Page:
After the conference banquet at JFK Library and Museum, a few of us went to Bukowski for beers. At one point in the conversation, a friend of mine railed against computational advertising as a research topic. I didn’t quite have the nerve to reply that it was one of the topics I’d picked for the SIGIR 2009 Industry Track that would take place the following day.
Finding a speaker for this subject was relatively straightforward. I hadn’t yet recruited anyone from Yahoo!, and I knew that Yahoo! was the place to look for computational advertising experts. So I emailed Prabhakar Raghavan, and he suggested Vanja Josifovski. I’d never met Vanja or heard him speak, but a quick look at his publications and experience was more than enough to convince me. I was delighted when Vanja agreed to participate, presenting “Ad Retrieval – A New Frontier of Information Retrieval“.
I was even more delighted the actual presentation, which you can download here. Perhaps more than any of the other speakers, Vanja embodied the spirit of the Industry Track, which was to bring together the worlds of research and practice in information retrieval.
He started by making the case for textual advertising as an area worthy of study. He pointed out that, while advertising supports much of our access to search engines and online content, most users perceive ads as less relevant than the other content content they access. In other words, there is a significant opportunity for those in the advertising business to broadly improve the online user experience while making money.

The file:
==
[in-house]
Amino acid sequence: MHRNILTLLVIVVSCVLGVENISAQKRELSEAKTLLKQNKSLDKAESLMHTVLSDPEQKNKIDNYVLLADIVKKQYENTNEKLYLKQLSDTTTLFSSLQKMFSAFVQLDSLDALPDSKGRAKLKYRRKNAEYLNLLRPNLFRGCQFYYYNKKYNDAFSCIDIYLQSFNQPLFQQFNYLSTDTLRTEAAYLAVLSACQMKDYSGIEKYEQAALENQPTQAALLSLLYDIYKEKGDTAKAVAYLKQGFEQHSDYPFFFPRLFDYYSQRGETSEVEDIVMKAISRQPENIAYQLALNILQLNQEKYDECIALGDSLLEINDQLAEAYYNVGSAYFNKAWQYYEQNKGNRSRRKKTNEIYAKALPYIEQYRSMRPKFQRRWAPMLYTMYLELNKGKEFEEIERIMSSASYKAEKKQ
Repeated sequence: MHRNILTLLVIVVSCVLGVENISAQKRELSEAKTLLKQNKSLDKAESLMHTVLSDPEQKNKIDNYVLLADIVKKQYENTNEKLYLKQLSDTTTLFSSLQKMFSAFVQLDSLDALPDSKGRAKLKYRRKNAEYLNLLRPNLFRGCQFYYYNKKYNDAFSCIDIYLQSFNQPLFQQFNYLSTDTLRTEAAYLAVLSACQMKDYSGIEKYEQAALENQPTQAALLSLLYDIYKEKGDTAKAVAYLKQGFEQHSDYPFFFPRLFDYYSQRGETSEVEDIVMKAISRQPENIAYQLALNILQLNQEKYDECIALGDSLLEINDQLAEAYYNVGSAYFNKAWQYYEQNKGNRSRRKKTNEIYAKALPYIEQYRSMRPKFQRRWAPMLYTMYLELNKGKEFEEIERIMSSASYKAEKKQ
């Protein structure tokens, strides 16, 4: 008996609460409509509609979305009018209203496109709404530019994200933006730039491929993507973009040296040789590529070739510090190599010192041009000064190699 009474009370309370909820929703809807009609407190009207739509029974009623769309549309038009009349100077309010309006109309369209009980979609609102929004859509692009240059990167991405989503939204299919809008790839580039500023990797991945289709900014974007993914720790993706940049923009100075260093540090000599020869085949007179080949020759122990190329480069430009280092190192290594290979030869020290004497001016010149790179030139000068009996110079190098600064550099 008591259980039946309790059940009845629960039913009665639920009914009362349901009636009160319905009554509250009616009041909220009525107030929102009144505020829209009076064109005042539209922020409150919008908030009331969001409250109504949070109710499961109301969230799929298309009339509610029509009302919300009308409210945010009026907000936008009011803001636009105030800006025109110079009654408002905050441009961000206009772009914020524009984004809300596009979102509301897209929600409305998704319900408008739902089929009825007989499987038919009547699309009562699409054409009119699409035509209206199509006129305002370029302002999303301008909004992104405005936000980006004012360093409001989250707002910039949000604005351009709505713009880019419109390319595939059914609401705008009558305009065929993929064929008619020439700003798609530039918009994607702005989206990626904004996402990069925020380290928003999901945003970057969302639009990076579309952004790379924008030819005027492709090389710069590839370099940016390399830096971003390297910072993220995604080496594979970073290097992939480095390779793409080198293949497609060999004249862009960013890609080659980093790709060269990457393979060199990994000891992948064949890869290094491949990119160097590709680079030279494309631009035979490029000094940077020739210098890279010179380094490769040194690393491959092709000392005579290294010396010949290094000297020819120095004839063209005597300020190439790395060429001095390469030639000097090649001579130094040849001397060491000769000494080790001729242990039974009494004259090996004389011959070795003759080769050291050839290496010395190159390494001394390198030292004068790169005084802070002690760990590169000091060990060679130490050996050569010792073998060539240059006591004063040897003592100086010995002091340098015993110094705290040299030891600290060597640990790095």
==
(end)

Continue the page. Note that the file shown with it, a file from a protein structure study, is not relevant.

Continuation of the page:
He then proceeded to explain the anatomy of a textual ad. If you’re not familiar with the details, I encourage you to look at his presentation. But I’ll reproduce what I feel was his most important slide here, slide #15, titled “Ads as Information”:
- Treat the ads as documents in IR
- [Ribeiro-Neto et al. SIGIR 2005] [Broder et al. SIGIR2007] [Broder et al. CIKM2008]
- Retrieve the ads by evaluating the query over the ad corpus
- Use multiple features of the query and the ad
- How does Ad retrieval relate to Web search?
- Web search:
- Large corpus
- Reorder the pages that contain all the query terms
- Ad retrieval:
- Smaller corpus
- Similarity search rather than conjunction of the query terms: recall in the first phase important
- Web search:
There’s a lot more to the talk, but hopefully that slide conveys how well Vanja posed ad retrieval as a distinctive information retrieval problem worthy of researchers’ attention.
Ironically, I’m not a big fan of advertising, and I see the dominance of the ad-supported model as a bug, rather than a feature, of our current online ecosystem. But I’m realistic enough to know that this dominance is a fact of life for the forseeable future, and I appreciate that better targeted advertising is a win/win for both advertisers and their audiences.
More importantly, I expect that efforts to improve advertising will result in advances in information retrieval that have broader applications. Vanja’s presentation advertised those benefits brilliantly.